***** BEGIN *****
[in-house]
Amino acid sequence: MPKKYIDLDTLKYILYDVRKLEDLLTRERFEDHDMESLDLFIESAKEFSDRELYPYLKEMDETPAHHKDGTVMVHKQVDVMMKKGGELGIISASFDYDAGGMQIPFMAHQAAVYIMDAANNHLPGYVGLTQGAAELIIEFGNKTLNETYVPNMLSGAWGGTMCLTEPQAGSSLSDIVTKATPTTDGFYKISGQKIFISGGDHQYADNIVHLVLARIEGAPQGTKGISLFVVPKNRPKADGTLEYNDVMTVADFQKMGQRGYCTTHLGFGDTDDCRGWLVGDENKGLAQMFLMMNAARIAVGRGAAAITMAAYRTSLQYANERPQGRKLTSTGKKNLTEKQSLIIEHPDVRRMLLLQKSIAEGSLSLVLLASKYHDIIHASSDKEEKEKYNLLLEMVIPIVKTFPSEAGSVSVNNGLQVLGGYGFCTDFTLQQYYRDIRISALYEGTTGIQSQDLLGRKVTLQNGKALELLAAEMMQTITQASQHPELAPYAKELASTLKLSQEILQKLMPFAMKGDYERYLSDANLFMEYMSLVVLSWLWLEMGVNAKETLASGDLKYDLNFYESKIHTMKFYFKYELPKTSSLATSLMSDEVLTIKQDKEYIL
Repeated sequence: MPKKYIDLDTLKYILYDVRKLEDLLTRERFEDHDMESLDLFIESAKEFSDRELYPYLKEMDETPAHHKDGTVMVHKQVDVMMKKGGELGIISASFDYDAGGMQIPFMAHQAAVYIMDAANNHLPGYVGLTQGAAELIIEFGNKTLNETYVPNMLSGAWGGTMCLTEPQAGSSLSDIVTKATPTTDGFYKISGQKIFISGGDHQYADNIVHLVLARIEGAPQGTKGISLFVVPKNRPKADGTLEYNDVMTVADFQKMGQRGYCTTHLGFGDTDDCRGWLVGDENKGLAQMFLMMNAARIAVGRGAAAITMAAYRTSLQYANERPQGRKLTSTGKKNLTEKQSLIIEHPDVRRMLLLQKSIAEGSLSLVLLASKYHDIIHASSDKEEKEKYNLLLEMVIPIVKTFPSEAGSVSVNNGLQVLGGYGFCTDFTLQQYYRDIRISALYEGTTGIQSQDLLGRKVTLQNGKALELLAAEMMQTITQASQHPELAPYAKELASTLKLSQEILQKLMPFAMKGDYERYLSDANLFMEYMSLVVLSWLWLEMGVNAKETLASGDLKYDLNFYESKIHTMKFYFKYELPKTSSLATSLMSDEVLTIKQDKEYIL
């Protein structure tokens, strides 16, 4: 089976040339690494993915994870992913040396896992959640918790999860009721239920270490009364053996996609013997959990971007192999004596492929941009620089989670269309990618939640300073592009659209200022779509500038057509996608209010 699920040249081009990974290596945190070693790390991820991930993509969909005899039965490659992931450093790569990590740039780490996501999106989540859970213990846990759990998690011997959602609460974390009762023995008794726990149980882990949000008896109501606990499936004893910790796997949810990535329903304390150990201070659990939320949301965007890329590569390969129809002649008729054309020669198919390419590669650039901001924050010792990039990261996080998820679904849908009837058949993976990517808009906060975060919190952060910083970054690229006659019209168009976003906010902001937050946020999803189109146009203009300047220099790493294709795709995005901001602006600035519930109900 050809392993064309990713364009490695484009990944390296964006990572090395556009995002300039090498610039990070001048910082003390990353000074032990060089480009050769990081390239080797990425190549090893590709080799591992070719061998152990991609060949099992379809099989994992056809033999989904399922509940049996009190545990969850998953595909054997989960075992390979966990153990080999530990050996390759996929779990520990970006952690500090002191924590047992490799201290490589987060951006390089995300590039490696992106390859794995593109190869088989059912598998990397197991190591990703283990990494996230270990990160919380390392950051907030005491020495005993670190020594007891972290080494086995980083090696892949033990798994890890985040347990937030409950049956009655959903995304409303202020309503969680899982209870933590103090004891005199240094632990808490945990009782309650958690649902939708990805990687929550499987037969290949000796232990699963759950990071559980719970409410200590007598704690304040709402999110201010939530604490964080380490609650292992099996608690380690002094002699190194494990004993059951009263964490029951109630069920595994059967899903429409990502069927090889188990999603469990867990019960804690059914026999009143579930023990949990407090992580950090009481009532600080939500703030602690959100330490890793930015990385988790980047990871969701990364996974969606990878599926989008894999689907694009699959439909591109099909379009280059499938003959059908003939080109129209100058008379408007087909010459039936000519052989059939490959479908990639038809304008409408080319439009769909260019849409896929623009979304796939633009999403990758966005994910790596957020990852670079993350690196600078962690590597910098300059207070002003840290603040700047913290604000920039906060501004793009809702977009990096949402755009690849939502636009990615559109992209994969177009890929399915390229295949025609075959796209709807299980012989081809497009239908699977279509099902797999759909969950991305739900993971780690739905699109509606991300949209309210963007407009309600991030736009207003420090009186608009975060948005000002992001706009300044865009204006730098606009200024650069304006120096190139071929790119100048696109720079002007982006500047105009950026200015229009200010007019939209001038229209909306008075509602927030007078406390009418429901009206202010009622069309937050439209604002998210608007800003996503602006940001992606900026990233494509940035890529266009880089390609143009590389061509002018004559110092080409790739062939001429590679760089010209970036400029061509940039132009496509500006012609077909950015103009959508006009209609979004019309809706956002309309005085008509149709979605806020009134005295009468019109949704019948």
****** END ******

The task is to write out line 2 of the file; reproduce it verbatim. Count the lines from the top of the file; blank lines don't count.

Amino acid sequence: MPKKYIDLDTLKYILYDVRKLEDLLTRERFEDHDMESLDLFIESAKEFSDRELYPYLKEMDETPAHHKDGTVMVHKQVDVMMKKGGELGIISASFDYDAGGMQIPFMAHQAAVYIMDAANNHLPGYVGLTQGAAELIIEFGNKTLNETYVPNMLSGAWGGTMCLTEPQAGSSLSDIVTKATPTTDGFYKISGQKIFISGGDHQYADNIVHLVLARIEGAPQGTKGISLFVVPKNRPKADGTLEYNDVMTVADFQKMGQRGYCTTHLGFGDTDDCRGWLVGDENKGLAQMFLMMNAARIAVGRGAAAITMAAYRTSLQYANERPQGRKLTSTGKKNLTEKQSLIIEHPDVRRMLLLQKSIAEGSLSLVLLASKYHDIIHASSDKEEKEKYNLLLEMVIPIVKTFPSEAGSVSVNNGLQVLGGYGFCTDFTLQQYYRDIRISALYEGTTGIQSQDLLGRKVTLQNGKALELLAAEMMQTITQASQHPELAPYAKELASTLKLSQEILQKLMPFAMKGDYERYLSDANLFMEYMSLVVLSWLWLEMGVNAKETLASGDLKYDLNFYESKIHTMKFYFKYELPKTSSLATSLMSDEVLTIKQDKEYIL